When Night Falls, Porto Awakens

Railway station, Porto, Portugal

Railway station, Porto, Portugal

Let’s just say it:  Porto is not exactly a beautiful city.

At least, not as a whole.

Yes, the riverside area known as Ribeira is nice and touristy and there are pockets of beauty around the city, but much of the city is a collection of aging buildings with worn facades and collapsed roofs.

And yet, though this may seem strange statement to some, there is beauty to be seen even in fray and decay.

Don’t get me wrong. I really liked Porto. It’s a vibrant city with a nightlife that is off the charts. At night, it seems the entire city becomes one big fest of  food, drinks and music. In Porto, you will find hundreds of people standing outside bars, standing and sitting on the street, drinking. It’s a wondrous sight. And the drinks are generally cheap, as the nightlife caters largely to university students.

Go across the river to Gaia and indulge in some wine tasting. The city is the birthplace of port wine and there are many wine tasting spots. I stopped in at Ramos-Pinto, and for 7.50 euros, I got to sample five different port wines in a nice ambiance. There are also tours of the cellars.

In addition to Porto and Gaia, I visited some surrounding towns and villages, including Cucujães. Love these small Portuguese towns, with their narrow, cobblestone streets and picturesque views.

On the streets at night in Porto

On the streets at night in Porto

My one complaint about Porto is that because it’s so overrun by tourists, some restaurants charge tourists prices and will even try to take advantage. For example, the meal you see at right is a francesinha,  made with bread, wet-cured ham, linguiça, fresh sausage, steak or roast meat and

A francesinha with chips, which may cost you extra

A francesinha with chips, which could cost you extra

covered with melted cheese and a hot thick tomato and beer sauce served with french fries. I did not order the fries. I assumed they come with the francesinha. But they do not. It’s a separate charge.

When I got the bill and questioned it I was told even if I didn’t order them, I ate them, so I had to pay for it. Tricky business. So beware. I found this sort of thing in South America – they put bread or olives or something else on the table and never tell you that it’s not included until you get smacked with the bill. Only in Portugal did I encounter this, so my guard was down. Now I know to ask.

Ribeira area of Porto

Ribeira area of Porto

Wine tasting in Gaia

Wine tasting in Gaia

Blue tiles: The outside of the church tells tales

Blue tiles: The outside of the church tells tales

Coffee house

Coffee house

Main train station

Main train station

Sweet wine, in slightly different flavors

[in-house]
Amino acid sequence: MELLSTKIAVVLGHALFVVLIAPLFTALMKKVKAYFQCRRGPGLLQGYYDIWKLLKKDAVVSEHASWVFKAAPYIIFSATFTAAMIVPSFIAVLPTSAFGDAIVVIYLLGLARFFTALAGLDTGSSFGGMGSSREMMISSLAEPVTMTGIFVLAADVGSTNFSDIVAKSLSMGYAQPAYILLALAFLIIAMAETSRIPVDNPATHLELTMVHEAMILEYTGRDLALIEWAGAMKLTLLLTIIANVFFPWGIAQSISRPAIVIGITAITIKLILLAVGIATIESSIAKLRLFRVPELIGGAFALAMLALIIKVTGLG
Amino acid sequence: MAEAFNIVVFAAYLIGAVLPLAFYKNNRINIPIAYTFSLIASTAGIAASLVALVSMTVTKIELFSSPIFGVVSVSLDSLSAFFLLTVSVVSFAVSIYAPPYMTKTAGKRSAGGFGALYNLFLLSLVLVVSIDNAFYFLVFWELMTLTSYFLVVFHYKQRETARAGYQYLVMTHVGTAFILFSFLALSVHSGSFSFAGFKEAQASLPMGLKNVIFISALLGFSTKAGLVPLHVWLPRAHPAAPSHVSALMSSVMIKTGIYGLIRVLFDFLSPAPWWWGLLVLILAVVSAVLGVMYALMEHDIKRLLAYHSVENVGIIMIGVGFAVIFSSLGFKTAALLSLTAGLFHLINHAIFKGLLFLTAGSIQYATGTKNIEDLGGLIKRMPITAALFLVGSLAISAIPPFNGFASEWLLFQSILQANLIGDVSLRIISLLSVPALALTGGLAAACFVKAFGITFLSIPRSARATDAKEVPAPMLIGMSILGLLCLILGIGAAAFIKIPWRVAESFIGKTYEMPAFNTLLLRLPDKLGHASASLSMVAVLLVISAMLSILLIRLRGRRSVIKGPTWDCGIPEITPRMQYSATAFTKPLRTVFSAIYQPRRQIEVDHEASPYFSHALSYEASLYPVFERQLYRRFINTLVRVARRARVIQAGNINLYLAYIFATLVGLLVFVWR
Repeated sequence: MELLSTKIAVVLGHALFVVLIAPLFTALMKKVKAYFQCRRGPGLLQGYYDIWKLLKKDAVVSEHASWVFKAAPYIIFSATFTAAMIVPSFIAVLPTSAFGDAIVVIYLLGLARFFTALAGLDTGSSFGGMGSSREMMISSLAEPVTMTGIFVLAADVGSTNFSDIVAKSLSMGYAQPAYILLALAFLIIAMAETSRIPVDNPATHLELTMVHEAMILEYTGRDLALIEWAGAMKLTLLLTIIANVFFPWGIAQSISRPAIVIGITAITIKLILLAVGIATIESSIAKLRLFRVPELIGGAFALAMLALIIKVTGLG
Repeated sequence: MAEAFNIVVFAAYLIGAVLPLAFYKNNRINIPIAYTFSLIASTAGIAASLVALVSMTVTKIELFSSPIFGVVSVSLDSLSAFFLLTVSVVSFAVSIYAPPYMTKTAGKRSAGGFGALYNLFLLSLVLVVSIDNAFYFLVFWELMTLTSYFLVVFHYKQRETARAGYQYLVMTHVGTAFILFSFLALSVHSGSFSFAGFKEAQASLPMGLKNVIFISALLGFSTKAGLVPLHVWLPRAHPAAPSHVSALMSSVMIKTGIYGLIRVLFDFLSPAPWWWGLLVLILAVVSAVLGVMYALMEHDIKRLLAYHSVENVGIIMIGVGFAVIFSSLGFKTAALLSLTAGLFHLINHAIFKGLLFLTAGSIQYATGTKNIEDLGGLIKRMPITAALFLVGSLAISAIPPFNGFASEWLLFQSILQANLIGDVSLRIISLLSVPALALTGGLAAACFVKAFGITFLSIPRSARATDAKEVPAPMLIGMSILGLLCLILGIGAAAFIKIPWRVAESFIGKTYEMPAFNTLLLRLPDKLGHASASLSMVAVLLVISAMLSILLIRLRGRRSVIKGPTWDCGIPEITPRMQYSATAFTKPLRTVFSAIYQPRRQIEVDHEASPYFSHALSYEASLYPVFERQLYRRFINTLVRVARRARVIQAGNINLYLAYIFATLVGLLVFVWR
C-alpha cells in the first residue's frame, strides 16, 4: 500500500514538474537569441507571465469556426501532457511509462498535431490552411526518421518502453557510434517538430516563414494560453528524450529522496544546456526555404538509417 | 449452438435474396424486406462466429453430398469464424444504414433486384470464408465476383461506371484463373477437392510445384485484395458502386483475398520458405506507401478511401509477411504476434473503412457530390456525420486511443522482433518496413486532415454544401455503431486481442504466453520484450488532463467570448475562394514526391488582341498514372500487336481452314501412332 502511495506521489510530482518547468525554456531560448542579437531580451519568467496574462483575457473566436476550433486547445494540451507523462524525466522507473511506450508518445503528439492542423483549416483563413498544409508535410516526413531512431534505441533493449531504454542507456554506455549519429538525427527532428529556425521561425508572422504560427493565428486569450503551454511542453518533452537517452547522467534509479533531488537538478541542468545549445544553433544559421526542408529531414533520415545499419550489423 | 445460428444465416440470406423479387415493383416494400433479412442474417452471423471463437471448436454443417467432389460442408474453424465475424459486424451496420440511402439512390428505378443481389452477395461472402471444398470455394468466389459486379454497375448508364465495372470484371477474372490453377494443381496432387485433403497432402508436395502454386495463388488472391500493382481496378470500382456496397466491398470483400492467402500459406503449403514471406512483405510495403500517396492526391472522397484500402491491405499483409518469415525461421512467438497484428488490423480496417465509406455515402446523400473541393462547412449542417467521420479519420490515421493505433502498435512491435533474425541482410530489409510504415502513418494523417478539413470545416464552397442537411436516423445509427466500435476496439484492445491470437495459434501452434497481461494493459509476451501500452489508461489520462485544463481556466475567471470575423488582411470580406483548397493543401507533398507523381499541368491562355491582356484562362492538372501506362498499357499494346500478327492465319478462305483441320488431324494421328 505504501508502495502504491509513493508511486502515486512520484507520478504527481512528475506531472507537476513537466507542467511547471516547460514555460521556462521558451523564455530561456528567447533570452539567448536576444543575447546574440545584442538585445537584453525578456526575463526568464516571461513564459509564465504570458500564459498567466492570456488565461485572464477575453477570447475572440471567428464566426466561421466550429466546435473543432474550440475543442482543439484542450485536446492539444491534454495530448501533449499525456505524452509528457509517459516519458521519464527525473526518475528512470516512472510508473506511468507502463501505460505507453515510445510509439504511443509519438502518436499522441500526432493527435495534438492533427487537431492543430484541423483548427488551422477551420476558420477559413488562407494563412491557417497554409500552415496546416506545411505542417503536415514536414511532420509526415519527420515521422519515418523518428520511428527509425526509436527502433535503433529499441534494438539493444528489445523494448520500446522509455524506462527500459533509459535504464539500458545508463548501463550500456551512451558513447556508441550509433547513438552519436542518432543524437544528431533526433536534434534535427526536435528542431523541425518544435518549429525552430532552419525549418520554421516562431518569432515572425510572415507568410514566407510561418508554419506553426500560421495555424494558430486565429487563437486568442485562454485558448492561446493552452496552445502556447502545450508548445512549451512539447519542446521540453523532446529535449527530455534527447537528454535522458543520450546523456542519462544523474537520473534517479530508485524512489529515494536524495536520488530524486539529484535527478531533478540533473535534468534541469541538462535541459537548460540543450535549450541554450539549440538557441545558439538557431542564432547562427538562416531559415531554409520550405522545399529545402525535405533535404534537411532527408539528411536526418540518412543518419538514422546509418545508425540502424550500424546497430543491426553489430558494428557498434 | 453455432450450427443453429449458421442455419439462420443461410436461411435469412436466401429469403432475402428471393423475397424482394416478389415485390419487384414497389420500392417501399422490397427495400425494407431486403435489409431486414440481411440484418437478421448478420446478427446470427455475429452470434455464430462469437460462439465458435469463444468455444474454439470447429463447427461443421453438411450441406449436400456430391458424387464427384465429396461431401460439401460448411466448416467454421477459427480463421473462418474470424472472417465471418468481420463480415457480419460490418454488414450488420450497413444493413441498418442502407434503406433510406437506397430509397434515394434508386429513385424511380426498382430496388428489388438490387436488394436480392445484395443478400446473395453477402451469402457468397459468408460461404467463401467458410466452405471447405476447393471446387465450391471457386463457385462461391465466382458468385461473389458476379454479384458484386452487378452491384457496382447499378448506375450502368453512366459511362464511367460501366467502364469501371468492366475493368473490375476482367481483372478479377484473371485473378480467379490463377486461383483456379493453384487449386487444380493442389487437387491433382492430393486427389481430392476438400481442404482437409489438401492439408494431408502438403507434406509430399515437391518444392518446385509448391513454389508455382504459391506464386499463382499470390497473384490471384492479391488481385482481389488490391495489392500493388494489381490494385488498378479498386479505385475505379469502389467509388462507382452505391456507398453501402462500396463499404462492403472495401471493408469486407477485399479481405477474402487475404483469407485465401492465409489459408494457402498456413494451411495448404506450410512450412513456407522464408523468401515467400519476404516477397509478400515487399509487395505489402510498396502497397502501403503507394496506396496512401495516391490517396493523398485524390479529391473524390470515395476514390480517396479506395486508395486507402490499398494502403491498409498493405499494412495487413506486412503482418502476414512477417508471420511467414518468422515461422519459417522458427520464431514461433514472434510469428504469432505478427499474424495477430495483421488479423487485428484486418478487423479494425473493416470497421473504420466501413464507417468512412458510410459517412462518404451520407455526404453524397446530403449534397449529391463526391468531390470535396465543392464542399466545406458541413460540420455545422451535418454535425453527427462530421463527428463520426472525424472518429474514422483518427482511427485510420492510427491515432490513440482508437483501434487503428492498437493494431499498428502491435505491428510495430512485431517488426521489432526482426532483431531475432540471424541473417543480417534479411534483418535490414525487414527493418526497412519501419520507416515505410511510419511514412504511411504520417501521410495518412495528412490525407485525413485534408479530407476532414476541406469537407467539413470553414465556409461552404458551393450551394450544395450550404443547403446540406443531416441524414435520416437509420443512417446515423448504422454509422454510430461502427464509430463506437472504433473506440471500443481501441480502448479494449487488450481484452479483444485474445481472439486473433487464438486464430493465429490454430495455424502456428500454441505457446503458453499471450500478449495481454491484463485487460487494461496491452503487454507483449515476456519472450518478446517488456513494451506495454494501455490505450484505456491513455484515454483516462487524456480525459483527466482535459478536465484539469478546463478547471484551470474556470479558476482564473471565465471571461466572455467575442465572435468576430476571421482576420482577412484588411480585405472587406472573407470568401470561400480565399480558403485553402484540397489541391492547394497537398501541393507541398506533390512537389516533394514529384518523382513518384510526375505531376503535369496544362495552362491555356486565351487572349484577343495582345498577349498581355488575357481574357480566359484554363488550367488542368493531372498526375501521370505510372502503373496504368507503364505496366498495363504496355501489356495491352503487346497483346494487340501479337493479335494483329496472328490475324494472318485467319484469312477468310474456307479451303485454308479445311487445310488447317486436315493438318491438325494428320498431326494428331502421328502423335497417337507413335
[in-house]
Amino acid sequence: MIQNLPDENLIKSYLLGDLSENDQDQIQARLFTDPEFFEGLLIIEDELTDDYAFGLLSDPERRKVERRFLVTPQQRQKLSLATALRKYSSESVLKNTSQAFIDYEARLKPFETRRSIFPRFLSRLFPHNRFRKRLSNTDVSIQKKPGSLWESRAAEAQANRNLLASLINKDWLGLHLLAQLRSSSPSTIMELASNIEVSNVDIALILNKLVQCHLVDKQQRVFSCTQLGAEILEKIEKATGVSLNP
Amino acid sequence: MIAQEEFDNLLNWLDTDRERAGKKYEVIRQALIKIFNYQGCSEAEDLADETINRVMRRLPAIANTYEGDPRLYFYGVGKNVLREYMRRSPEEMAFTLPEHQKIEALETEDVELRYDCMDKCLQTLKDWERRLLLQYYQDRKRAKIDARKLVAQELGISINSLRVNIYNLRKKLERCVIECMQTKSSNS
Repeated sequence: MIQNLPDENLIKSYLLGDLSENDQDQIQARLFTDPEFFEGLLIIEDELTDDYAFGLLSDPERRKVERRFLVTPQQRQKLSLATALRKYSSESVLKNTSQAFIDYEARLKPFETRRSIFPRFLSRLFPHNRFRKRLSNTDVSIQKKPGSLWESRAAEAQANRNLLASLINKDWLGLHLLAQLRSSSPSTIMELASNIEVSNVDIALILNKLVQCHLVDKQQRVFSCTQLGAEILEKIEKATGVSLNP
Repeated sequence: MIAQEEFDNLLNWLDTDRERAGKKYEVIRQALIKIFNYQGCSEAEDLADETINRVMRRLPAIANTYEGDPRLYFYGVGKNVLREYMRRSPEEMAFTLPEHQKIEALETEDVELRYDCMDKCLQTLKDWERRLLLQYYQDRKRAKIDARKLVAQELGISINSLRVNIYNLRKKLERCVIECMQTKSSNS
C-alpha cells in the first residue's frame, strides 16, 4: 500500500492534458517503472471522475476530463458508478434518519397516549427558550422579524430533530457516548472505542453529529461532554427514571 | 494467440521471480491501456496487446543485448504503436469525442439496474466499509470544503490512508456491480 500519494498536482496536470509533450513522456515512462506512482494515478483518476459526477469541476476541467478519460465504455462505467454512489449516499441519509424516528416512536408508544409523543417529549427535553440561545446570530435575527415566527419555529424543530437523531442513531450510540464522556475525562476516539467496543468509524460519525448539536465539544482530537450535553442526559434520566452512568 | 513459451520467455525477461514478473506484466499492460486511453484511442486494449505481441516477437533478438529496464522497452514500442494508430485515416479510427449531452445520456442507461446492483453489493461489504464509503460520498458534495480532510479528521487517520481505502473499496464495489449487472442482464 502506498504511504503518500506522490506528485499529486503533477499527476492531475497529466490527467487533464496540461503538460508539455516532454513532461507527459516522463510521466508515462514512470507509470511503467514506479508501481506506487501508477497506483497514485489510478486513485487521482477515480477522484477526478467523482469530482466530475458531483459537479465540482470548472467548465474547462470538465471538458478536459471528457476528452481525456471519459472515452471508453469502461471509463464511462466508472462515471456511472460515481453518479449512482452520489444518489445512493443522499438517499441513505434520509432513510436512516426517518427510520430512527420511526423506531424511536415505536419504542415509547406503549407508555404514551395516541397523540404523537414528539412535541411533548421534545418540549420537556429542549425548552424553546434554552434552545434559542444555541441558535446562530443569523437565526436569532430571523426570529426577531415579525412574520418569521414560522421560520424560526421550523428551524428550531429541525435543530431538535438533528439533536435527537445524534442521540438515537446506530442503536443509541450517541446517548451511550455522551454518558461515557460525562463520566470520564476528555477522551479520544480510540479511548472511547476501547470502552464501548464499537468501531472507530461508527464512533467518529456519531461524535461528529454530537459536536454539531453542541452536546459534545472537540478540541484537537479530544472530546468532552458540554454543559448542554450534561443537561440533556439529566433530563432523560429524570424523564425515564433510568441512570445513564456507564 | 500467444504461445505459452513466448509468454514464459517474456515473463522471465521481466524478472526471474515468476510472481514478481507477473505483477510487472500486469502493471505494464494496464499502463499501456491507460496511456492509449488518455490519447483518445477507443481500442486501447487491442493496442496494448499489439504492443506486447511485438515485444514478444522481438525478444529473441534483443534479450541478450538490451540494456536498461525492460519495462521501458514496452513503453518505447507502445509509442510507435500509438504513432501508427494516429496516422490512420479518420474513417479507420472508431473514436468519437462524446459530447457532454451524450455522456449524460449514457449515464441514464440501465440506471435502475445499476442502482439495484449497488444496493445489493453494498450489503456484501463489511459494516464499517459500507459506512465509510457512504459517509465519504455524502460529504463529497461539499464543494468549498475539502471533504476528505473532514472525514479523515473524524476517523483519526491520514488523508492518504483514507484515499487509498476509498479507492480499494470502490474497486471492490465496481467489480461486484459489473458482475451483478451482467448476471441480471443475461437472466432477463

Sweet wine, in slightly different flavors

The view from Gaia

The view from Gaia

A family dinner in a village near Porto. Homecooked meals are always nice.

A family dinner in a village near Cucujães. Homecooked meals are always nice.

 

 

 

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Portugal: A Retreat, A Reveal

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For such a small country, Portugal has a wealth of beautiful beaches.
Much of the country is rugged coastline, waterlogged and accessible only by small boat, if at all. Low tide, however, each day does its reveal. When the tide retreats you can walk on miles of white sand that spends most of its time under water. You are walking on what is normally part of the sea, under several feet of water.
This beautiful stretch of sand in Lagos is such a place, which I recently explored with a Portuguese friend. It is safe to say most tourists don’t know about this place. How would they? It takes a bit of trekking across rural trails to get here. And around bends, there are caverns and caves carved by wind, sea and time.
These coastal walks are so invigorating and life-affirming.

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Plenty Of Juice, Where’s The Gin?

It’s citrus season in Portugal, and for that matter across the rest of Southern Europe. And many people have fruit trees that yield a bounty this time if year – more than they can consume.
At the fruit and vegetable market I noticed that a very large bag of oranges – containing about 25 oranges or more – goes for 1€, maybe 2€ tops. That’s a good price.
But consider that people keep giving me bags of oranges, lemons, tangerines, picked from their trees, free. No need to buy. Tourists buy :)
So what’s a guy to do? Break out the makeshift juicer – a wooden fork and a strainer – and go nuts.
Now, to find the vodka and gin giveaway :)

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